It was like looking through a telescope. Out there somewhere was a scene and I was not a part of it.

I didn’t buy “Catch A Fire,” which was a mistake, because shortly after release they changed the cover, it no longer opened in imitation of a lighter, it didn’t move at all. You had to buy vinyl early, to get the disc in color, to get the gatefold cover, as time went on the label would want to save money and you could no longer get the original.

But I bought “Burnin'” and didn’t understand it whatsoever.

You see there was a whole scene, with no radio airplay whatsoever, there was no frame of reference, I dropped the needle and just didn’t get it.

But I kept buying and not understanding, until the release of “Live!,” which finally captured the energy, all those tracks buried in studio production suddenly made sense. “Trenchtown Rock” taught me when the music hits you feel no pain. And despite still receiving no airplay, I now got it, I danced around the apartment with my hands in the air, that’s the power of the sound.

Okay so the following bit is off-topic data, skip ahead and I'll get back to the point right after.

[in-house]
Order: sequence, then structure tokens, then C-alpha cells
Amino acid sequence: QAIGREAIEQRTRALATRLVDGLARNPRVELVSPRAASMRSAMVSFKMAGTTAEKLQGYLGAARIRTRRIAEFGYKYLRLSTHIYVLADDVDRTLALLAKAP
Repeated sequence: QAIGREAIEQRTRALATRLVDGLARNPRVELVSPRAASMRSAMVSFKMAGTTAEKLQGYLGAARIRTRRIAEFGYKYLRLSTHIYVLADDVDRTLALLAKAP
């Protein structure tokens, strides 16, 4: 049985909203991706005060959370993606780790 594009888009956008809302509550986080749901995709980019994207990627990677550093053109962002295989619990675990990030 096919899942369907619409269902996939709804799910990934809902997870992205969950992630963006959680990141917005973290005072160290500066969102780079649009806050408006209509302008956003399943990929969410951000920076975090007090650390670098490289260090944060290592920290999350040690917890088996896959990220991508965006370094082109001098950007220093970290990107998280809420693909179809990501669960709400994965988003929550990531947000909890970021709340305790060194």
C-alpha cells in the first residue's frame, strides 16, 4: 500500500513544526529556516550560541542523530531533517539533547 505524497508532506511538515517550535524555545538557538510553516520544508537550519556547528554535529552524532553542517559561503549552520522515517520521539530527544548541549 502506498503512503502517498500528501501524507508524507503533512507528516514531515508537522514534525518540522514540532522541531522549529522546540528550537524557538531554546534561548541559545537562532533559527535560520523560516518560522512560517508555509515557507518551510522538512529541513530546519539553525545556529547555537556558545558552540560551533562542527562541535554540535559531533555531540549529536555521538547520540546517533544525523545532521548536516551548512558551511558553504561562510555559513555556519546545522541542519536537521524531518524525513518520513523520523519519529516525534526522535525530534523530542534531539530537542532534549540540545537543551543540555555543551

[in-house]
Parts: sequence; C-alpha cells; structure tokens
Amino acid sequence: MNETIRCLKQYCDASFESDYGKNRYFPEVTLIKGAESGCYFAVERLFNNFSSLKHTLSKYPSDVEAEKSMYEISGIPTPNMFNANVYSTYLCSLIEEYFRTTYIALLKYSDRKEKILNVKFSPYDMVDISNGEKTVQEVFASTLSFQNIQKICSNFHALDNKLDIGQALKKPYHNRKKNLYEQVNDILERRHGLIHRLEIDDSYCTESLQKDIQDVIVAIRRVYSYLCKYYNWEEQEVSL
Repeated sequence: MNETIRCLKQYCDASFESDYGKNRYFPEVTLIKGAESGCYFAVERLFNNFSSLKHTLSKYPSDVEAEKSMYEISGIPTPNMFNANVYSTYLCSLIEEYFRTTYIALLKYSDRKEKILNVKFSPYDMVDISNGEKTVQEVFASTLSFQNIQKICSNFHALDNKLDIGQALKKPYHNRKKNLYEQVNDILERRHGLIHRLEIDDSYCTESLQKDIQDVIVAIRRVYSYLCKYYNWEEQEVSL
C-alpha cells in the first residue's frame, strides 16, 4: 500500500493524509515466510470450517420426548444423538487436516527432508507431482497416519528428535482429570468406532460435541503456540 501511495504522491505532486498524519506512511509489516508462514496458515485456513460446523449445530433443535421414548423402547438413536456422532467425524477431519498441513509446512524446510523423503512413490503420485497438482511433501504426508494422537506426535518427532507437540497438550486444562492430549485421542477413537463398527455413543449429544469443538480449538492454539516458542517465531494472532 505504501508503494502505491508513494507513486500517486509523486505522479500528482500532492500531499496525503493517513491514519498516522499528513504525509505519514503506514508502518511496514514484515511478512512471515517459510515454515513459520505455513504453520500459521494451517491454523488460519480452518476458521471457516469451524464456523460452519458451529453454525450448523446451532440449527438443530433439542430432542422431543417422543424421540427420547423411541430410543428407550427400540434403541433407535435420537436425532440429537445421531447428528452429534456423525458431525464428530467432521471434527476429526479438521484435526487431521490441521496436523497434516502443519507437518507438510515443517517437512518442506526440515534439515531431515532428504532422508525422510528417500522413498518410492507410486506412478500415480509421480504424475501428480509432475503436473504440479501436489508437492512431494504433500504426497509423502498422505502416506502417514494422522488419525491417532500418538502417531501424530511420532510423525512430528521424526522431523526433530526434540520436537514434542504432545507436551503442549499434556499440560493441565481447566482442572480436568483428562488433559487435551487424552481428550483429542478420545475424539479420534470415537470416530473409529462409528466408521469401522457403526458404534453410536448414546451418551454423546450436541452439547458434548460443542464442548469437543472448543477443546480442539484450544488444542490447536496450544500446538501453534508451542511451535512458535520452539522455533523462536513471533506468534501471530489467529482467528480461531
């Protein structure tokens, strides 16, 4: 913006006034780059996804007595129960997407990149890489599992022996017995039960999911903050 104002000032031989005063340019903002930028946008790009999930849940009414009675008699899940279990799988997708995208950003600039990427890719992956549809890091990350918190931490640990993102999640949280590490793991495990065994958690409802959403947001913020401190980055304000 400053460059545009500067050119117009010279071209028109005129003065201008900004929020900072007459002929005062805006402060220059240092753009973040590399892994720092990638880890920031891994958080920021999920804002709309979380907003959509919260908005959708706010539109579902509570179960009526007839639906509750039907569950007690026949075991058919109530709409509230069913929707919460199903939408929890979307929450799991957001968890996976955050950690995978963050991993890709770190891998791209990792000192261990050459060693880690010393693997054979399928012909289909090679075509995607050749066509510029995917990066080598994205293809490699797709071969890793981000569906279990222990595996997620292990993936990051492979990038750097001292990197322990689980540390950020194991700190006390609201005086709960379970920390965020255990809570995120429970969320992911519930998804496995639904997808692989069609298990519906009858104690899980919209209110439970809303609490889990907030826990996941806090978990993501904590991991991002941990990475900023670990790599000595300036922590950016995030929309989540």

And the fourth track in that 1975 Lyceum show was “Lively Up Yourself.” But this iteration was totally different from the studio take I’d previously been unable to understand. The downbeat was deeper, Marley was unconstricted, he was closing the audience one by one, but didn’t need their energy to display his, he was on fire.

That’s right, Bob Marley & The Wailers had finally caught fire.

Most radio still missed it. There were no AM hits. What youngsters can’t fathom today is the hit was irrelevant, if you listened to Top Forty you were out of it, all the action was over on FM, on the AORs, and although there were pockets of adherence, radio was still local, you never heard reggae in L.A.